Freedom of the Press

Bosnia and Herzegovina

Bosnia and Herzegovina

Freedom of the Press 2010

2010 Scores

Press Status

Partly Free

Press Freedom Score
(0 = best, 100 = worst)

48

Political Environment
(0 = best, 40 = worst)

23

Economic Environment
(0 = best, 30 = worst)

16
  • Freedom of the press in Bosnia and Herzegovina (BiH) is guaranteed by the constitution as well as the human rights annex to the Dayton Peace Accords. Freedom of information is protected by law, but institutions are often slow to respond to journalists’ requests. Political leaders put pressure on the media, and ethnic divisions pose an obstacle to the free flow of information. Domestic and foreign investment in the media is insufficient.
  • Media outlets and journalists occasionally face lawsuits in response to their coverage. For example, the prime minister of Republika Srpska sued the BETA news agency and a journalist, Ljiljana Kovacevic, for reporting on his alleged criminal activity in relation to construction contracts.
  • There are public broadcasters for each of the country’s two constituent entities—the Federation of BiH, with a mostly Bosniak and Croat population, and Republika Srpska, largely populated by Serbs—and for the country as a whole, a complex and costly arrangement. Political pressure on the central broadcaster, BHRT, prevents journalists and media executives from carrying out their work independently. On December 30, Mehmed Agovic, general director of BHRT, resigned under political pressure, according to the South East Europe Media Organisation (SEEMO). This followed his resignation and reinstatement by court order more than a year earlier.
  • An independent Communications Regulatory Agency licenses and monitors broadcast media. The Press Council, a self-regulatory body for print outlets, responds to alleged violations of the Press Code.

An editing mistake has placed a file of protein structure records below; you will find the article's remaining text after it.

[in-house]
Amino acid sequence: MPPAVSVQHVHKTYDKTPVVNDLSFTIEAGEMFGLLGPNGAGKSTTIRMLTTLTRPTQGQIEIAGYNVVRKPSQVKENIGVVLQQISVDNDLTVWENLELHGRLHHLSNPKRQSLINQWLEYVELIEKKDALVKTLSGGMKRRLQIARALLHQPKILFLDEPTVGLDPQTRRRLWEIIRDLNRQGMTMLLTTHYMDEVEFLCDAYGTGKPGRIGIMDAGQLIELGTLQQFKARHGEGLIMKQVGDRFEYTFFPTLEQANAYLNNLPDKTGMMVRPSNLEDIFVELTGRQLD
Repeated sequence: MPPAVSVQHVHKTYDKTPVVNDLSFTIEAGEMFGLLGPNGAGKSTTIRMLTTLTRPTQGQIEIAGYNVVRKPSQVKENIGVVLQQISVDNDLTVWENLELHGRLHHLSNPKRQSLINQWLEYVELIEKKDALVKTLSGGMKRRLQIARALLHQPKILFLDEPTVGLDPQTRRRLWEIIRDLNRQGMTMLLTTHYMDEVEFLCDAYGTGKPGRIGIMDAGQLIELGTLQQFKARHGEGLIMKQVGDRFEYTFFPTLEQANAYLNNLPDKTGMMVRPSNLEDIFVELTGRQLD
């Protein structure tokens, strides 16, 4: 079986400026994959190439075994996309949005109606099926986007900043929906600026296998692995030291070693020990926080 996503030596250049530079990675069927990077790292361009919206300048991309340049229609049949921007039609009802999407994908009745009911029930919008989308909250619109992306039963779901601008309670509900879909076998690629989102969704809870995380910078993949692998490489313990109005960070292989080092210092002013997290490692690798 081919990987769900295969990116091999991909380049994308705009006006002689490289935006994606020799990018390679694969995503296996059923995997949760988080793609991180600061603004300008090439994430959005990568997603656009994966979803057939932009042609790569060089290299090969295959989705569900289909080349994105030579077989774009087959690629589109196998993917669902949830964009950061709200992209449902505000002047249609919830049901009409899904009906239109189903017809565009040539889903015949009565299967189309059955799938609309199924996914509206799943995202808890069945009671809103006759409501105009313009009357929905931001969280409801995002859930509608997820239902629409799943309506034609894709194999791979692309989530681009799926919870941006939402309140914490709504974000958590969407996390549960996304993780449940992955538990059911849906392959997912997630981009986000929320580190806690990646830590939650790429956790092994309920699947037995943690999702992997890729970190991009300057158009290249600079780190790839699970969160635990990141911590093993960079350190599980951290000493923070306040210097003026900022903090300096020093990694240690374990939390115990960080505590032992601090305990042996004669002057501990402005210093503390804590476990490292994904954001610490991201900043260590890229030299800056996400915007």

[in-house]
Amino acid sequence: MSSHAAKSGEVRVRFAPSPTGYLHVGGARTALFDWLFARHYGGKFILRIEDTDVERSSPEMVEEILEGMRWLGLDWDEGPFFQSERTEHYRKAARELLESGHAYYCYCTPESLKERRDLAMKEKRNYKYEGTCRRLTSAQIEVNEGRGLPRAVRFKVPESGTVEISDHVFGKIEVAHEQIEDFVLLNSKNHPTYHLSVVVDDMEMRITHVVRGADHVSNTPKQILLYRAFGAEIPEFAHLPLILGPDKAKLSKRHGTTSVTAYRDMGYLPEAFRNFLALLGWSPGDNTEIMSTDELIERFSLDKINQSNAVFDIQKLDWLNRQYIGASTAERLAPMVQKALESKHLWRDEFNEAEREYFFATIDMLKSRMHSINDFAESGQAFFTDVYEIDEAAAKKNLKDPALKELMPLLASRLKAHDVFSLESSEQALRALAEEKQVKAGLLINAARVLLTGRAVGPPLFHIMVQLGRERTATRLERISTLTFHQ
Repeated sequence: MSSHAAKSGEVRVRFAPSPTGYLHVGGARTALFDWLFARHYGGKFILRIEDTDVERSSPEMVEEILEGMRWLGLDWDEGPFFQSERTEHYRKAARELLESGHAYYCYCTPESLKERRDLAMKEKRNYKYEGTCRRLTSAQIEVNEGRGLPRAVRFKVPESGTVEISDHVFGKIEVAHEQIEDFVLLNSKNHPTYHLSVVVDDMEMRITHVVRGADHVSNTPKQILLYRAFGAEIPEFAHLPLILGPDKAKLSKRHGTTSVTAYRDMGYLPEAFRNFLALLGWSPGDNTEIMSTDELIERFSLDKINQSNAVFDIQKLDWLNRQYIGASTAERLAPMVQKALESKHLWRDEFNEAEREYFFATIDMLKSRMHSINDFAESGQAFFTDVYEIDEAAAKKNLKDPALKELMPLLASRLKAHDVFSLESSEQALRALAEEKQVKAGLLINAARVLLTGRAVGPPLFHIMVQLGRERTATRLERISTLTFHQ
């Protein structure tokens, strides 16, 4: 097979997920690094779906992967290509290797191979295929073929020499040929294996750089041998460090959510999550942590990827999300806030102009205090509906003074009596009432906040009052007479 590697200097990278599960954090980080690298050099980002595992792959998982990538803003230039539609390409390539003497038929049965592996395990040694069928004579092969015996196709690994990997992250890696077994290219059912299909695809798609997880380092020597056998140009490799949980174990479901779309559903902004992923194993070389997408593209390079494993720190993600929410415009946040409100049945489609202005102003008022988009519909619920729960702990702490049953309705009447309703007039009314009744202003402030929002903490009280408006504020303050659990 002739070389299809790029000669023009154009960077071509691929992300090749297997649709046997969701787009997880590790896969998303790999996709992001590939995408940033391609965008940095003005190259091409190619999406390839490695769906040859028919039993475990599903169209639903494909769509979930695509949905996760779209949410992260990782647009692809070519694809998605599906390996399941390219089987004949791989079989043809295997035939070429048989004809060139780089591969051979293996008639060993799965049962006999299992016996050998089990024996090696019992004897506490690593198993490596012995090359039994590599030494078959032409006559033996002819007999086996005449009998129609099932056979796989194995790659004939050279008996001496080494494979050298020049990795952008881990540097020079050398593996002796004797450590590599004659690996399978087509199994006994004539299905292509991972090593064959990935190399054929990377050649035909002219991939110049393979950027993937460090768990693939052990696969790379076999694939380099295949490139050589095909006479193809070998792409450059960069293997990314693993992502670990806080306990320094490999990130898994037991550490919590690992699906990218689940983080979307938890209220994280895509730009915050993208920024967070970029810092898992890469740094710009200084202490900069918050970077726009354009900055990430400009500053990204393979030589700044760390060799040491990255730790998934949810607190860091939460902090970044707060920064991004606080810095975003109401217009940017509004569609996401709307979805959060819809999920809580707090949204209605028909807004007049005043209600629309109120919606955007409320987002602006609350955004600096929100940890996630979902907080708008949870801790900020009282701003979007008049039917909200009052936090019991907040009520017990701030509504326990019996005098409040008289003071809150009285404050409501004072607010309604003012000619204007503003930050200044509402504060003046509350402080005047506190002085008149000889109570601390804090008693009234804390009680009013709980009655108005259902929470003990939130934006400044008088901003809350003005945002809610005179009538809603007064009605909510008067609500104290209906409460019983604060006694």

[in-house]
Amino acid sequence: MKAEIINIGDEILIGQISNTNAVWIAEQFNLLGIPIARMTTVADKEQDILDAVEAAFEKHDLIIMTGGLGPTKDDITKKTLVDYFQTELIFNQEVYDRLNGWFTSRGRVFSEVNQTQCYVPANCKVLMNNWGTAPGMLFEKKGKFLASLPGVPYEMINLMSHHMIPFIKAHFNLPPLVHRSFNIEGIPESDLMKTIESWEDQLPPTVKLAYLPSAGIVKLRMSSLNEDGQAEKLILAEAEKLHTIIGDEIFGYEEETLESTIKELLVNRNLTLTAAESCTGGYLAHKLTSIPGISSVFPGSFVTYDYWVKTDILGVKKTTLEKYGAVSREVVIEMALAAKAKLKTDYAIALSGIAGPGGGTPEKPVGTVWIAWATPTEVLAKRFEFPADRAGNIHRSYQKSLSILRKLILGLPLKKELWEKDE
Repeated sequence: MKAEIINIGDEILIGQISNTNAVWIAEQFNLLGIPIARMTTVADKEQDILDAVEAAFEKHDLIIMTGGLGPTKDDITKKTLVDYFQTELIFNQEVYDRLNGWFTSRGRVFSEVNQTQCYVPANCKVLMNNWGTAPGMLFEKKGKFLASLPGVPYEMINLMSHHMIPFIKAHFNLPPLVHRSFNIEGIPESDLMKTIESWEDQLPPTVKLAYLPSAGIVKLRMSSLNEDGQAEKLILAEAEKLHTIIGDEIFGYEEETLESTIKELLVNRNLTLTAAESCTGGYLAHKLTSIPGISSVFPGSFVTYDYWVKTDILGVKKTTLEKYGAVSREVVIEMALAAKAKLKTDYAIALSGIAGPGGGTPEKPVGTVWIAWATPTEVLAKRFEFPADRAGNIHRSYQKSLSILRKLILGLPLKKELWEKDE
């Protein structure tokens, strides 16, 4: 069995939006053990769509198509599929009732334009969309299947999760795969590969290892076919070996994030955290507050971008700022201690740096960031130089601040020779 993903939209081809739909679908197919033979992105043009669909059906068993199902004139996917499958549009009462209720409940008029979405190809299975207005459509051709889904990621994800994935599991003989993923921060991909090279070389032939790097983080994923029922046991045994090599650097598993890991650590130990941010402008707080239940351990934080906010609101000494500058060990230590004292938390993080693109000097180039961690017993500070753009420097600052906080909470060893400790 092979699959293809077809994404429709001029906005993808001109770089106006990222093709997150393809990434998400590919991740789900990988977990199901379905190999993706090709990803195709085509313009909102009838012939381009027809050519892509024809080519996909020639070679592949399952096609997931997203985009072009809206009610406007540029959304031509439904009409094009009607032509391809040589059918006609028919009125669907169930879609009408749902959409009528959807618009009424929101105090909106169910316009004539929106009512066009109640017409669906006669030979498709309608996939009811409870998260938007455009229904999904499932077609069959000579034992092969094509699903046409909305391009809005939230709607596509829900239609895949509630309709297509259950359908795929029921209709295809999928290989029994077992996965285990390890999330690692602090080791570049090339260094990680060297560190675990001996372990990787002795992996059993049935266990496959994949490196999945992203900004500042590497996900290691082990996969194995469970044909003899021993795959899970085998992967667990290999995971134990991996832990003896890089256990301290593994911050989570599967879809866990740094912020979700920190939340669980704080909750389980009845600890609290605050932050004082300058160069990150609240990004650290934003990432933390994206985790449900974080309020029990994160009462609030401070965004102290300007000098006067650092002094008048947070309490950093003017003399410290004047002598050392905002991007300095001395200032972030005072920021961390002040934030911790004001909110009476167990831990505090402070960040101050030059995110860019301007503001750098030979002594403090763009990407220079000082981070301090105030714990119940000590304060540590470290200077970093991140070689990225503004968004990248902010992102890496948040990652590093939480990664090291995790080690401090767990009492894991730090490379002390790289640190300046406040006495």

• According to the Ministry of Security, there was a 40 percent increase in verbal and physical attacks against journalists during the first nine months of 2009. Other sources reported six death threats and four physical attacks against journalists during the year. In one incident in March, Slobodan Vaskovic, an investigative journalist with a news program broadcast in the Federation, was physically and verbally assaulted in Republika Srpska while filming a story exploring links between the Orthodox Church and local politicians. In other incidents, the investigative journalist Bakir Hedziomerovic, editor in chief of the program 60 Minutes, and another journalist, Avdo Avdic, received death threats linked to their reporting on organized crime. Both were placed under police supervision.
  • According to the U.S. State Department, some journalists based in Republika Srpska alleged that they were the targets of government surveillance, wiretaps, and pressure from tax authorities and lenders.
  • In addition to the three state- and entity-wide public broadcasting systems, there are a total of 183 electronic media outlets in BiH—42 television and 141 radio stations. This remains far more than the country’s limited advertising market can support. Most radio stations are local and either limit their broadcasts to entertainment or focus on local political and ethnic interests.
  • Most of the 128 registered print media are characterized by strong divisions along ethnic and ideological lines. Total circulation of the seven daily newspapers does not exceed 90,000 copies.
  • The government of Republika Srpska decided in September to provide about US$3.6 million to public and independent media organizations, raising concerns about editorial independence.
  • Internet access is unrestricted, and almost 38 percent of the population uses the internet.